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The Forward-Bias Puzzle: A Solution Based on Covered Interest Parity

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  • Pippenger, John E
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    Abstract

    The forward-bias puzzle is probably the most important puzzle in international macroeconomics. After more than 20 years, there is no accepted solution. My solution is based on covered interest parity (CIP). CIP implies: (1) Forward rates are not rational expectations of future spot rates. Those expectations depend on future spot rates and interest rate differentials. (2) The forward bias is the result of a specification error, replacing future forward exchange rates with current forward exchange rates. That misspecification is the direct result of (1). Implication (1) has the further implication that, in general, covered and uncovered interest parity are inconsistent.

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    Bibliographic Info

    Paper provided by Department of Economics, UC Santa Barbara in its series University of California at Santa Barbara, Economics Working Paper Series with number qt05d0t24b.

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    Date of creation: 01 Mar 2009
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    Handle: RePEc:cdl:ucsbec:qt05d0t24b

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    Related research

    Keywords: forward bias; covered interest parity; arbitrage;

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    1. Lucio Sarno, 2005. "Towards a Solution to the Puzzles in Exchange Rate Economics: Where Do We Stand?," Working Papers wp05-11, Warwick Business School, Finance Group.
    2. Stephen E. Haynes & Avik Chakraborty, 2005. "Econometrics of the forward premium puzzle," University of Oregon Economics Department Working Papers 2005-18, University of Oregon Economics Department.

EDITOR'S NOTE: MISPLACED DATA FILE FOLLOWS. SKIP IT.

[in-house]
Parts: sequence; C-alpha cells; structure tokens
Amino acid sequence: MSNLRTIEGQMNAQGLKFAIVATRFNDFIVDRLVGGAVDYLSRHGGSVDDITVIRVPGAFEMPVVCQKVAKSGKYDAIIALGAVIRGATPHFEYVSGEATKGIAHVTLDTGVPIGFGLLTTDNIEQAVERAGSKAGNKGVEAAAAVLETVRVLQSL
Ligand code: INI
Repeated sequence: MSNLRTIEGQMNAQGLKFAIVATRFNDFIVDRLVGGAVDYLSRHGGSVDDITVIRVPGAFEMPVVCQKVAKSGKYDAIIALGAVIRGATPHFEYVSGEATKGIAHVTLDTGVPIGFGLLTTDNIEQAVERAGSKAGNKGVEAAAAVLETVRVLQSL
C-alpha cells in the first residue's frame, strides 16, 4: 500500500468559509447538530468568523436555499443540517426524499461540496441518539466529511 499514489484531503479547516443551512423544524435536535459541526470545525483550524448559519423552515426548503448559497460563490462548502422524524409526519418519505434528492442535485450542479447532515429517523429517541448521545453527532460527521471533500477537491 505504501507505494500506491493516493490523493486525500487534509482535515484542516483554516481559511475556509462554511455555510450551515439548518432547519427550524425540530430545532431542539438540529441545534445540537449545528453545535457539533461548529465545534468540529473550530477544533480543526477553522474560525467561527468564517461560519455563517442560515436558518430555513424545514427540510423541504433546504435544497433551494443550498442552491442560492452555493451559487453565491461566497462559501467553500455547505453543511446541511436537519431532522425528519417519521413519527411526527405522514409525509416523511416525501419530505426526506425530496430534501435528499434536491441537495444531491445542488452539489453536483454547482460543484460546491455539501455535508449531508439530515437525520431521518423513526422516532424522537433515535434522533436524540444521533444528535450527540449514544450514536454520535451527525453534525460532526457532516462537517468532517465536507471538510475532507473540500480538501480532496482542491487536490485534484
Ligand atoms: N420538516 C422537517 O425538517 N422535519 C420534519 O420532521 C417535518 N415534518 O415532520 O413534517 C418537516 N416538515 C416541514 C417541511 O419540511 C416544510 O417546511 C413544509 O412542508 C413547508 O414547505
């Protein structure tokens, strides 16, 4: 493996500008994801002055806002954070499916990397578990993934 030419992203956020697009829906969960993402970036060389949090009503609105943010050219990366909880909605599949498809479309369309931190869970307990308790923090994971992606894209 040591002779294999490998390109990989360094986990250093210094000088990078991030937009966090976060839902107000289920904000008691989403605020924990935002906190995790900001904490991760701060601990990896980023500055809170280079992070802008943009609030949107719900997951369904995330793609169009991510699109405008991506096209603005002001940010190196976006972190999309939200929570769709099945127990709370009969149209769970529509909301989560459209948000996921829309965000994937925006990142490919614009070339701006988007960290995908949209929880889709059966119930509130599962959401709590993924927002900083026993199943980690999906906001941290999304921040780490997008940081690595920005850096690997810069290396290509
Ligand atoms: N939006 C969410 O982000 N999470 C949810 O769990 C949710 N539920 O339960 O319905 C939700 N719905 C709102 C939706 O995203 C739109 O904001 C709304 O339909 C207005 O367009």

3. Jonathan Kearns, 2007. "Commodity Currencies: Why Are Exchange Rate Futures Biased if Commodity Futures Are Not?," The Economic Record, The Economic Society of Australia, vol. 83(260), pages 60-73, 03.
    4. Lucio Sarno, 2005. "Viewpoint: Towards a solution to the puzzles in exchange rate economics: where do we stand?," Canadian Journal of Economics, Canadian Economics Association, vol. 38(3), pages 673-708, August.
    5. Geert Bekaert & Min Wei & Yuhang Xing, 2002. "Uncovered Interest Rate Parity and the Term Structure," NBER Working Papers 8795, National Bureau of Economic Research, Inc.
    6. Obstfeld, Maurice & Rogoff, Kenneth, 2000. "The Six Major Puzzles in International Macroeconomics: Is There a Common Cause?," Center for International and Development Economics Research, Working Paper Series qt0sx02651, Center for International and Development Economics Research, Institute for Business and Economic Research, UC Berkeley.
    7. Leon, Hyginus & Sarno, Lucio & Valente, Giorgio, 2006. "Nonlinearity in Deviations from Uncovered Interest Parity: An Explanation of the Forward Bias Puzzle," CEPR Discussion Papers 5527, C.E.P.R. Discussion Papers.
    8. Nathan S. Balke & Mark E. Wohar, 1997. "Nonlinear dynamics and covered interest rate parity," Working Papers 9701, Federal Reserve Bank of Dallas.
    9. repec:ebl:ecbull:v:6:y:2008:i:42:p:1-17 is not listed on IDEAS
    10. Akram, Q. Farooq & Rime, Dagfinn & Sarno, Lucio, 2008. "Arbitrage in the foreign exchange market: Turning on the microscope," Journal of International Economics, Elsevier, vol. 76(2), pages 237-253, December.
    11. Chakraborty, Avik & Evans, George W., 2008. "Can perpetual learning explain the forward-premium puzzle?," Journal of Monetary Economics, Elsevier, vol. 55(3), pages 477-490, April.
    12. Giorgio Valente & H. L. Leon & Lucio Sarno, 2006. "Nonlinearity in Deviations From Uncovered Interest Parity," IMF Working Papers 06/136, International Monetary Fund.
    13. Avik Chakraborty & Stephen E. Haynes, 2008. "Econometrics of the Forward Premium Puzzle," Economics Bulletin, AccessEcon, vol. 6(42), pages 1-17.
    14. Goodhart, Charles A E & McMahon, Patrick C & Ngama, Yerima Lawan, 1992. "Does the Forward Premium/Discount Help to Predict the Future Change in the Exchange Rate?," Scottish Journal of Political Economy, Scottish Economic Society, vol. 39(2), pages 129-40, May.
    15. Sercu, Piet & Vinaimont, Tom, 2006. "The forward bias in the ECU: Peso risks vs. fads and fashions," Journal of Banking & Finance, Elsevier, vol. 30(8), pages 2409-2432, August.
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